When the lever is pushed into these positions, the gearbox is locked into those gears and will not shift up until the gear lever is slotted back into D.
So if you were accelerating in third and kickdown is not got by stomping the accelerator, pushing the gear lever into 2 or 1 will force the box to shift down, giving a more violent acceleration.
Gearing down in a manual is as simple as clutching, downshifting and declutching. Not always. A smoother downshift calls for a driving technique called the double declutch, better known as rev matching.
This is how it is done: when the need to downshift arises (when in need of more power), come off the throttle and depress the clutch pedal. Shift into neutral and declutch. Rev the engine. Clutch in again, select the lower gear and declutch for the second time, hence the name double-declutching.
This technique is common among drivers of heavy commercial vehicles, and was used before synchroniser technology came about. It can also work for upshifts, by the way.
The double declutch matches the engine revs in a particular gear to instantaneous vehicle speed. This prevents the vehicle from surging when the clutch is engaged in a lower gear.
Hill descent control
By ‘hill descent control’, I am not talking about Land Rover’s electronic toy in their Discovery, but referring to checking your speed when going downhill without necessarily applying the brakes.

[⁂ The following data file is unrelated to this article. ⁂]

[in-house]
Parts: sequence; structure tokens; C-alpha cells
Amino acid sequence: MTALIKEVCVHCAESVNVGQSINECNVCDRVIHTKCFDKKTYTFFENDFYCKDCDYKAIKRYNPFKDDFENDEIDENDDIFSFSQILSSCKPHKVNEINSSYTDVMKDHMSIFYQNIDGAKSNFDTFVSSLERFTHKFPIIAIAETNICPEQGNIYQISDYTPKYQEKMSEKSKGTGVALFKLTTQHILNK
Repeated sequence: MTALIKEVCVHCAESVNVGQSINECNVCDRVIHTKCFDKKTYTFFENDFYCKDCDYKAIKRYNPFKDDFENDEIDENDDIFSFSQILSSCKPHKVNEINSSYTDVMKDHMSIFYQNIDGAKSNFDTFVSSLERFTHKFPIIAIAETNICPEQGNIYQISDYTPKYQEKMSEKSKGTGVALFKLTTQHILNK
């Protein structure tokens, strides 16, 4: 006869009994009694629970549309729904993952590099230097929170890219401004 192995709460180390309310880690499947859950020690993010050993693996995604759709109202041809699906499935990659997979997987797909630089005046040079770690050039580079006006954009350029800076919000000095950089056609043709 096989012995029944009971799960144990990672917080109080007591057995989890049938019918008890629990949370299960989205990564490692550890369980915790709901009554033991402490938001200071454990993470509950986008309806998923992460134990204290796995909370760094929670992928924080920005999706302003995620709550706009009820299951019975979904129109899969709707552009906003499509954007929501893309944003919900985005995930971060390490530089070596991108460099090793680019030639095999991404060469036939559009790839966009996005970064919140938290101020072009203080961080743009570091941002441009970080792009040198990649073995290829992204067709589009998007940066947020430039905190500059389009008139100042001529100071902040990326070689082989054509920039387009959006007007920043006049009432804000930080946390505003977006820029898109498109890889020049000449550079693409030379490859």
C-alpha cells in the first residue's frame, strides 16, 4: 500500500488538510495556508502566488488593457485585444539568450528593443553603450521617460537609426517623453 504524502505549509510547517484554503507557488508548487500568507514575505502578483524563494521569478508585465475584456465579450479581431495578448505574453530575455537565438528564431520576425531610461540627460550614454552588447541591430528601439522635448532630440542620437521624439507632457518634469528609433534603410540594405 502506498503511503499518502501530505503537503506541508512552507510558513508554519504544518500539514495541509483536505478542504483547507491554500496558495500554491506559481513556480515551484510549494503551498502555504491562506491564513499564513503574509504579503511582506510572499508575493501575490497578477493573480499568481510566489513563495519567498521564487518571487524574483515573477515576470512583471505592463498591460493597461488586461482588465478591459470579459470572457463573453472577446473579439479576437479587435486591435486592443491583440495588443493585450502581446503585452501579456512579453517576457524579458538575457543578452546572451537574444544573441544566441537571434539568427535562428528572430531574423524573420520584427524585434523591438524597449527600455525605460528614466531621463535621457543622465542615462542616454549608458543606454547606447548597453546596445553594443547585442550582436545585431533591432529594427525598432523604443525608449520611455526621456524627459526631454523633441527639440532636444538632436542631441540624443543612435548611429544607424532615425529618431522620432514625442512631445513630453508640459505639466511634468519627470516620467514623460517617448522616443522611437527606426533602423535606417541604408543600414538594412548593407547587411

Instead of conventional braking, engine braking is more pertinent — for two reasons: you do not want to slow right down anyway, and it will be gentler on the vehicle braking system, especially for Heavy Commercial Vehicles.
So, what is engine braking? Under power, an engine delivers force; when off power, the same engine now offers resistance; due to the compression stroke in its cycle (this will be explained elsewhere).
This compression resistance can be used to slow a vehicle, especially when gravity helps in increasing your speed. Lower gears offer greater compression resistance compared to higher gears, so engine braking works best with downshifts.
It is for this exact reason that automatic transmissions are manufactured with shift-lock options.
The downshift in an auto for engine braking is as simple as engaging the shift lock into whatever gear will slow you best.
Downshifting in a manual calls for the double declutch or yet another technique referred to as the heel-and-toe technique. Heel-and-toe is called that because those are the parts of your foot that you will use when applying this technique.
It is common in the world of racing as it saves time and economises movement of the driver’s appendages for maximum efficiency — and a possible world title.
This is how it is done:
When slowing down under braking, brake pressure is applied with the toe of your right foot. With your left foot, clutch in and shift down. At the same time, the heel of your right foot should tickle the throttle to raise the revs slightly.